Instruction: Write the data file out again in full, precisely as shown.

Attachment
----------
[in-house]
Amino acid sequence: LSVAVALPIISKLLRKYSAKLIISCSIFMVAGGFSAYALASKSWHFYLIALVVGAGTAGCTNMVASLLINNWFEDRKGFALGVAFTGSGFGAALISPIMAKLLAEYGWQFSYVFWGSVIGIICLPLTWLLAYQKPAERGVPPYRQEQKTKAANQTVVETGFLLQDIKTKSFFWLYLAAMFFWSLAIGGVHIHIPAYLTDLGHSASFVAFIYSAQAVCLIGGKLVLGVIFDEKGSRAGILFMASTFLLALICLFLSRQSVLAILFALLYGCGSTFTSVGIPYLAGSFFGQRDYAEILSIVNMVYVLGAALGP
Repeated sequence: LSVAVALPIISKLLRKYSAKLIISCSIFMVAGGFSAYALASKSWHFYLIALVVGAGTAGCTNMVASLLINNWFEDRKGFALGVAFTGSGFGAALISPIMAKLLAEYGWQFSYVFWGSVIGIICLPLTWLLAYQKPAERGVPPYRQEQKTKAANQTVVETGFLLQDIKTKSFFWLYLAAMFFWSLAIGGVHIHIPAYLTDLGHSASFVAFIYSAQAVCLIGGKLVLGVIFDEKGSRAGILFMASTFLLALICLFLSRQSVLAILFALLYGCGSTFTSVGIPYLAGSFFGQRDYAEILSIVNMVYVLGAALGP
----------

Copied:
[in-house]
Amino acid sequence: LSVAVALPIISKLLRKYSAKLIISCSIFMVAGGFSAYALASKSWHFYLIALVVGAGTAGCTNMVASLLINNWFEDRKGFALGVAFTGSGFGAALISPIMAKLLAEYGWQFSYVFWGSVIGIICLPLTWLLAYQKPAERGVPPYRQEQKTKAANQTVVETGFLLQDIKTKSFFWLYLAAMFFWSLAIGGVHIHIPAYLTDLGHSASFVAFIYSAQAVCLIGGKLVLGVIFDEKGSRAGILFMASTFLLALICLFLSRQSVLAILFALLYGCGSTFTSVGIPYLAGSFFGQRDYAEILSIVNMVYVLGAALGP
Repeated sequence: LSVAVALPIISKLLRKYSAKLIISCSIFMVAGGFSAYALASKSWHFYLIALVVGAGTAGCTNMVASLLINNWFEDRKGFALGVAFTGSGFGAALISPIMAKLLAEYGWQFSYVFWGSVIGIICLPLTWLLAYQKPAERGVPPYRQEQKTKAANQTVVETGFLLQDIKTKSFFWLYLAAMFFWSLAIGGVHIHIPAYLTDLGHSASFVAFIYSAQAVCLIGGKLVLGVIFDEKGSRAGILFMASTFLLALICLFLSRQSVLAILFALLYGCGSTFTSVGIPYLAGSFFGQRDYAEILSIVNMVYVLGAALGP